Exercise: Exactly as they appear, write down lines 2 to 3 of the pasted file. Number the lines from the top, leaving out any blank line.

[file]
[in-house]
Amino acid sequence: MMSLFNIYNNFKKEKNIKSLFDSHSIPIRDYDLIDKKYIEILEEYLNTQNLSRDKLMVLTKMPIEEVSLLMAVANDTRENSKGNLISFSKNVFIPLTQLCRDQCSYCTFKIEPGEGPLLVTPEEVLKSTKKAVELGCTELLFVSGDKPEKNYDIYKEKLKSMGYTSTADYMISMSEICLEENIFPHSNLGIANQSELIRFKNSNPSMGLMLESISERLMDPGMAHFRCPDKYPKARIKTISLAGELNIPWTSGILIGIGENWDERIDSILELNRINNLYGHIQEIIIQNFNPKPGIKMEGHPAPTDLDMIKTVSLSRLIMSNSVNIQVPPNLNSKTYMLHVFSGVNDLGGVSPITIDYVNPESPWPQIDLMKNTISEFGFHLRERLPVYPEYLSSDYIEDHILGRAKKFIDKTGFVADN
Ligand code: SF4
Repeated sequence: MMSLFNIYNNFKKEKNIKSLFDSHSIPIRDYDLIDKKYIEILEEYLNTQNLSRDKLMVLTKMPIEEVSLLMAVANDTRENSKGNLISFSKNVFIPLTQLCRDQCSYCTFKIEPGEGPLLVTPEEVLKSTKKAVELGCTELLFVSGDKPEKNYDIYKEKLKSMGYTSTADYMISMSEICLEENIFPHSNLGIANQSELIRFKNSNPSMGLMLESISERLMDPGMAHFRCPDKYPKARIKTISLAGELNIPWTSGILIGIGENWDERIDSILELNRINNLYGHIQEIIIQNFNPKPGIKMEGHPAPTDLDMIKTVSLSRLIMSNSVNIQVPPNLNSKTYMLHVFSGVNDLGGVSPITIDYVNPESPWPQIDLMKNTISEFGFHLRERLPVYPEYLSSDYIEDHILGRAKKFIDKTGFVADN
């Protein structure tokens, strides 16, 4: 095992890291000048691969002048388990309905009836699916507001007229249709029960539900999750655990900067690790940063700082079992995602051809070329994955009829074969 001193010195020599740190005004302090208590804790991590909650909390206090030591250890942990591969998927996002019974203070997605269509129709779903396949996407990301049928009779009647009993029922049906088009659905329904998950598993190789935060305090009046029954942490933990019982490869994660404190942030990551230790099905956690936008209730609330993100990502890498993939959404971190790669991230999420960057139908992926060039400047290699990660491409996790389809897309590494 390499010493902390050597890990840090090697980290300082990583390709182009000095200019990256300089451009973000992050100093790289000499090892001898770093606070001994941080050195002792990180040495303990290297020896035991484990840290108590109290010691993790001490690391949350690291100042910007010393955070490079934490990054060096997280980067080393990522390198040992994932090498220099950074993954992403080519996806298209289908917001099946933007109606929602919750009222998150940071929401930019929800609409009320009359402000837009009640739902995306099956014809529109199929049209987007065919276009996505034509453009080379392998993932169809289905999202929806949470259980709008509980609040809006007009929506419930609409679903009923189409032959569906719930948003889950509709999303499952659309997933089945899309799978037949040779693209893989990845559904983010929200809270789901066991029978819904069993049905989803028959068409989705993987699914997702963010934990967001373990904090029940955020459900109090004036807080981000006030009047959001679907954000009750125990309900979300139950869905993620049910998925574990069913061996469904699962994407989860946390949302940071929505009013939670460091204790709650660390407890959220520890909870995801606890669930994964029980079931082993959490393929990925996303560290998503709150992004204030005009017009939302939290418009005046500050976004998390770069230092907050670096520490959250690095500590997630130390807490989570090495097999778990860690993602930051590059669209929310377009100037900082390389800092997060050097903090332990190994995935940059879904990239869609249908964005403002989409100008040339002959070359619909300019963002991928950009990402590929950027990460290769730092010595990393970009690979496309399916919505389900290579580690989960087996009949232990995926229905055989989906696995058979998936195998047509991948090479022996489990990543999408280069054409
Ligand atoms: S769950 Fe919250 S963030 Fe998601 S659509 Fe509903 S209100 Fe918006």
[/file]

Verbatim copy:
Amino acid sequence: MMSLFNIYNNFKKEKNIKSLFDSHSIPIRDYDLIDKKYIEILEEYLNTQNLSRDKLMVLTKMPIEEVSLLMAVANDTRENSKGNLISFSKNVFIPLTQLCRDQCSYCTFKIEPGEGPLLVTPEEVLKSTKKAVELGCTELLFVSGDKPEKNYDIYKEKLKSMGYTSTADYMISMSEICLEENIFPHSNLGIANQSELIRFKNSNPSMGLMLESISERLMDPGMAHFRCPDKYPKARIKTISLAGELNIPWTSGILIGIGENWDERIDSILELNRINNLYGHIQEIIIQNFNPKPGIKMEGHPAPTDLDMIKTVSLSRLIMSNSVNIQVPPNLNSKTYMLHVFSGVNDLGGVSPITIDYVNPESPWPQIDLMKNTISEFGFHLRERLPVYPEYLSSDYIEDHILGRAKKFIDKTGFVADN
Ligand code: SF4